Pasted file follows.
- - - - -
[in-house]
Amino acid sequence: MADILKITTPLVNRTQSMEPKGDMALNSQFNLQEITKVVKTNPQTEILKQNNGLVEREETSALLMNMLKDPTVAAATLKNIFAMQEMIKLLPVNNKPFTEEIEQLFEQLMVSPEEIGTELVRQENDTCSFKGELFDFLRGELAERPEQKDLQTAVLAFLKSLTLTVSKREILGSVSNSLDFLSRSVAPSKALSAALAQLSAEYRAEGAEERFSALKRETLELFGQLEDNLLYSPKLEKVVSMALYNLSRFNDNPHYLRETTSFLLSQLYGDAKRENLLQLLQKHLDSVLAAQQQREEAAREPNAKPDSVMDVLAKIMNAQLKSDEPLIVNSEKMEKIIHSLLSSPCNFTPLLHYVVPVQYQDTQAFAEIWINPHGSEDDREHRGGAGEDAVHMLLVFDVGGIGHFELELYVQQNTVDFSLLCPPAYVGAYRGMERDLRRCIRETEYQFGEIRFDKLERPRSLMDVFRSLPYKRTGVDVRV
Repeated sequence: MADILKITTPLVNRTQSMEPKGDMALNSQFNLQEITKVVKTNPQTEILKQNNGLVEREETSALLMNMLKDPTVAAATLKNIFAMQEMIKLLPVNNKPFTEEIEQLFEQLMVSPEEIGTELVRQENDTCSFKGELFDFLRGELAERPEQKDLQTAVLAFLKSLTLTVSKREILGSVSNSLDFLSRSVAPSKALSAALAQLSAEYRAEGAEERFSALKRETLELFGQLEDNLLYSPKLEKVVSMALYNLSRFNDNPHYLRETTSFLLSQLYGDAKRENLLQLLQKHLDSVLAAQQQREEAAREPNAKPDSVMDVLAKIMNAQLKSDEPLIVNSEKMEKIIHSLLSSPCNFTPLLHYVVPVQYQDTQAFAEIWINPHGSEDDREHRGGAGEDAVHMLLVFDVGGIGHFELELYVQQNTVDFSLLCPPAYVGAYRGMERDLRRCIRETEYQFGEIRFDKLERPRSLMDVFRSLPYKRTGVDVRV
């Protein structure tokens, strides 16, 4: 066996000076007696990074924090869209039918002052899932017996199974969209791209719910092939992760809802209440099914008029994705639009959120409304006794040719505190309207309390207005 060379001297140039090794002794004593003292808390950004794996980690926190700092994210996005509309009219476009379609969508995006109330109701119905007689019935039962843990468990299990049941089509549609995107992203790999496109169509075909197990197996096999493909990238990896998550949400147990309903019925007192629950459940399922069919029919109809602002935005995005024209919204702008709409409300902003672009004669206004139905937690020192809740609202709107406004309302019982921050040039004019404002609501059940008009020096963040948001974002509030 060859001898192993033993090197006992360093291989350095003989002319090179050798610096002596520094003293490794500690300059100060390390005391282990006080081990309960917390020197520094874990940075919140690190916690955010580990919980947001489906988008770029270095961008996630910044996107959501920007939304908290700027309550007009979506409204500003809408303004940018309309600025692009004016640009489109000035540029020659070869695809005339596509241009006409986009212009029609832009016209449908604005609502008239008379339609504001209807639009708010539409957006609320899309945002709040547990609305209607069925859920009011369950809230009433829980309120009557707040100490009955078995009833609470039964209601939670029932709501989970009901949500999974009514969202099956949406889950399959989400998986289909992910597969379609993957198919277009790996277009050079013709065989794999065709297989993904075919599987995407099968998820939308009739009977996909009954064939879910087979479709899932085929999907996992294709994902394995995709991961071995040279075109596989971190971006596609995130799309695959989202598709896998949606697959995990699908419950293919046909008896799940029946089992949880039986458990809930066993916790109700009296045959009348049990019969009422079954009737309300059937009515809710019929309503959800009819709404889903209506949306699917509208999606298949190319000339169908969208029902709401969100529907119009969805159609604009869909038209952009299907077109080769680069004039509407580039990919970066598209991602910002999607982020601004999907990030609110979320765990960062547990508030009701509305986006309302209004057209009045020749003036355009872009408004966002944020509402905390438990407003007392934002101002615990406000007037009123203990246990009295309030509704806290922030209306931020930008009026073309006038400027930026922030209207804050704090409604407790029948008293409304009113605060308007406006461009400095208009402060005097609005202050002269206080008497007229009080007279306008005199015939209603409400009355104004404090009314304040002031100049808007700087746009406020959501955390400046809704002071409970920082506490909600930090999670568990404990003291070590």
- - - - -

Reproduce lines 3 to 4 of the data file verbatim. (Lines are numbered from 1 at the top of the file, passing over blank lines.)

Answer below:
Repeated sequence: MADILKITTPLVNRTQSMEPKGDMALNSQFNLQEITKVVKTNPQTEILKQNNGLVEREETSALLMNMLKDPTVAAATLKNIFAMQEMIKLLPVNNKPFTEEIEQLFEQLMVSPEEIGTELVRQENDTCSFKGELFDFLRGELAERPEQKDLQTAVLAFLKSLTLTVSKREILGSVSNSLDFLSRSVAPSKALSAALAQLSAEYRAEGAEERFSALKRETLELFGQLEDNLLYSPKLEKVVSMALYNLSRFNDNPHYLRETTSFLLSQLYGDAKRENLLQLLQKHLDSVLAAQQQREEAAREPNAKPDSVMDVLAKIMNAQLKSDEPLIVNSEKMEKIIHSLLSSPCNFTPLLHYVVPVQYQDTQAFAEIWINPHGSEDDREHRGGAGEDAVHMLLVFDVGGIGHFELELYVQQNTVDFSLLCPPAYVGAYRGMERDLRRCIRETEYQFGEIRFDKLERPRSLMDVFRSLPYKRTGVDVRV
């Protein structure tokens, strides 16, 4: 066996000076007696990074924090869209039918002052899932017996199974969209791209719910092939992760809802209440099914008029994705639009959120409304006794040719505190309207309390207005 060379001297140039090794002794004593003292808390950004794996980690926190700092994210996005509309009219476009379609969508995006109330109701119905007689019935039962843990468990299990049941089509549609995107992203790999496109169509075909197990197996096999493909990238990896998550949400147990309903019925007192629950459940399922069919029919109809602002935005995005024209919204702008709409409300902003672009004669206004139905937690020192809740609202709107406004309302019982921050040039004019404002609501059940008009020096963040948001974002509030 060859001898192993033993090197006992360093291989350095003989002319090179050798610096002596520094003293490794500690300059100060390390005391282990006080081990309960917390020197520094874990940075919140690190916690955010580990919980947001489906988008770029270095961008996630910044996107959501920007939304908290700027309550007009979506409204500003809408303004940018309309600025692009004016640009489109000035540029020659070869695809005339596509241009006409986009212009029609832009016209449908604005609502008239008379339609504001209807639009708010539409957006609320899309945002709040547990609305209607069925859920009011369950809230009433829980309120009557707040100490009955078995009833609470039964209601939670029932709501989970009901949500999974009514969202099956949406889950399959989400998986289909992910597969379609993957198919277009790996277009050079013709065989794999065709297989993904075919599987995407099968998820939308009739009977996909009954064939879910087979479709899932085929999907996992294709994902394995995709991961071995040279075109596989971190971006596609995130799309695959989202598709896998949606697959995990699908419950293919046909008896799940029946089992949880039986458990809930066993916790109700009296045959009348049990019969009422079954009737309300059937009515809710019929309503959800009819709404889903209506949306699917509208999606298949190319000339169908969208029902709401969100529907119009969805159609604009869909038209952009299907077109080769680069004039509407580039990919970066598209991602910002999607982020601004999907990030609110979320765990960062547990508030009701509305986006309302209004057209009045020749003036355009872009408004966002944020509402905390438990407003007392934002101002615990406000007037009123203990246990009295309030509704806290922030209306931020930008009026073309006038400027930026922030209207804050704090409604407790029948008293409304009113605060308007406006461009400095208009402060005097609005202050002269206080008497007229009080007279306008005199015939209603409400009355104004404090009314304040002031100049808007700087746009406020959501955390400046809704002071409970920082506490909600930090999670568990404990003291070590």